Under the new federal government plan, doctors shall be given bonuses in order to keep diabetics in healthy conditions. This is best described as a sweetening motivation to get state premiers agree on the new national health reform.

In spite of the two days face to face talks, Rudd and Brumby governments were poles apart over the proposed federal invasions yesterday, with the Premier saying that disagreements still remain.

But Mr Rudd gave out a new policy yesterday: a $436 million plan that shall encourage GP practices to agree on diabetics' ongoing care that will give opportunities to be referred to other dieticians, physiotherapists and other health care providers that will make their conditions far better.

GP clinics will receive $12,000 annually for each enrolled patients that will cover the costs of the day to day care services under the new plan. They would also be given about $10,800 bonus payments in a year if patients stayed well and out of the hospital.

Mr Rudd expects that 4,300 general practices - or 60 percent of all GP's - would join the program by the years 2012-2013, the time when it is scheduled to begin.

The government has expected approximately 260,000 diabetic patients to voluntarily enroll themselves in the personalized care program by 2013-2014. he said.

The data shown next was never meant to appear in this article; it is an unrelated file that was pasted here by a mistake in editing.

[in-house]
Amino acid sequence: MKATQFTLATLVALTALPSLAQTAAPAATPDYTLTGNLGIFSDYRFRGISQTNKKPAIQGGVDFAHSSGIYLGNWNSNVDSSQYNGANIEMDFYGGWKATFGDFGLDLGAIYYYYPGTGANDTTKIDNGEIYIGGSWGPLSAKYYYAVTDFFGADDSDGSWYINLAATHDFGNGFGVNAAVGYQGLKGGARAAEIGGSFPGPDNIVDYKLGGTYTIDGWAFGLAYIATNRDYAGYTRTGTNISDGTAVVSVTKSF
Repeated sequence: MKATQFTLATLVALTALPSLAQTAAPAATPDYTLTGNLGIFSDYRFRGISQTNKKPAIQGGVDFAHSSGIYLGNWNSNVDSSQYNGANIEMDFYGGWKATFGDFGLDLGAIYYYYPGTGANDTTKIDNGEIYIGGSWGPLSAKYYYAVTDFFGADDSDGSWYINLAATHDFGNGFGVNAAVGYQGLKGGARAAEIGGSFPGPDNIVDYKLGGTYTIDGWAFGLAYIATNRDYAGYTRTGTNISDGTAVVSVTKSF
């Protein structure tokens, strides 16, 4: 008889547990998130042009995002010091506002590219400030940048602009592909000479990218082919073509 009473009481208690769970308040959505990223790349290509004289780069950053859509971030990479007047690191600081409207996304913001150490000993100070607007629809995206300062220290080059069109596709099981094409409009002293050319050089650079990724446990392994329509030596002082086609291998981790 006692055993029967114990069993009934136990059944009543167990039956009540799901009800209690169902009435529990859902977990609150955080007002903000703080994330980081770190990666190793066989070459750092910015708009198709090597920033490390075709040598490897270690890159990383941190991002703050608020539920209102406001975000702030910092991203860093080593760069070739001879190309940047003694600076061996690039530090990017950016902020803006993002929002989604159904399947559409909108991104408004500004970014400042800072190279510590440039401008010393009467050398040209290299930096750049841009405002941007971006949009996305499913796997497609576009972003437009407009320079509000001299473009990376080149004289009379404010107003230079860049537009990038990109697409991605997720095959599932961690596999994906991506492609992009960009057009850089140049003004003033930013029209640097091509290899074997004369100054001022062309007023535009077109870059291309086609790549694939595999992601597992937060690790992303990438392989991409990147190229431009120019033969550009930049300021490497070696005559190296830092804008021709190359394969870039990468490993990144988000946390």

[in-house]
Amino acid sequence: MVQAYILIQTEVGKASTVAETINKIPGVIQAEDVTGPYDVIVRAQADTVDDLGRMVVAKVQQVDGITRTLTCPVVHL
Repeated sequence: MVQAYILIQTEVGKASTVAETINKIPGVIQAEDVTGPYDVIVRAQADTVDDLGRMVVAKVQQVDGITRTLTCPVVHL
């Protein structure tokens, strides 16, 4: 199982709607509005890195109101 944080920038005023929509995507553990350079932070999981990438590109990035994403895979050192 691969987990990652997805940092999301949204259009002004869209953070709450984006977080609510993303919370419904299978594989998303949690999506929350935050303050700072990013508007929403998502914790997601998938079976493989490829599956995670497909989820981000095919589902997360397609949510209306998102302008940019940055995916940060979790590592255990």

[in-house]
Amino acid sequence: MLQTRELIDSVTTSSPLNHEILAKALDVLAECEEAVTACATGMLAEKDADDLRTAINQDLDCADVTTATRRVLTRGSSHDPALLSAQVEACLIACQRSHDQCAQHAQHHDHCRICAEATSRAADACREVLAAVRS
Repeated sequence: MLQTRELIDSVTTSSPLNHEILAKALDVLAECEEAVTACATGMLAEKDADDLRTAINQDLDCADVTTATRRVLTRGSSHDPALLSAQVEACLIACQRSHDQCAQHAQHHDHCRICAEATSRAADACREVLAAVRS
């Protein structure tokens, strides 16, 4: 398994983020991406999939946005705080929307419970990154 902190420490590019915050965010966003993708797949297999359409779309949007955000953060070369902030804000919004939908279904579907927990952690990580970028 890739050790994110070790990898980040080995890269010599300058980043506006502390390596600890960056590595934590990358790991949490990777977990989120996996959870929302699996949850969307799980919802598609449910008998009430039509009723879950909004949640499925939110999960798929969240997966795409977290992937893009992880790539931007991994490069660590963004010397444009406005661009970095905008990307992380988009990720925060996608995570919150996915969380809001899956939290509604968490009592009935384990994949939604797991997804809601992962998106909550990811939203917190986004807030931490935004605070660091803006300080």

This announcement was welcomed by the Australian General Practice Network, Australian Nursing Federation and Diabetes Foundation.

But the president of Australian Medical Association, Andrew Pesce, said that the announcement seemed to be a policy on the run aimed not on patients, but rather on premiers.

He said he was concerned it would weaken doctor-patient relationships and that some complex patients would find it even harder to find a doctor.

He also questioned whether the bonuses would create incentives for the doctors. Once you get to realize what they key performance targets are, you might say We'll just focus on the less sick diabetics who don't go to hospitals because we can achieve our targets easily.' he said.

Peter Dutton, opposition health spokesman, said that the program would see Australia move towards the British system where government employs doctors, which he describes as a disaster.

Mr Brumby said yesterday that he hadn't seen the plan yet but the more that could be spent on preventive health, the better.

The Brumby plan was much more transparent than the Prime Minister's model and would work better. The Brumby plan will see a funding pool controlled by states which consists of equal amounts from the states and the Commonwealth, in contrast to Mr Rudd's plan of direct federal money to local networks that run hospitals.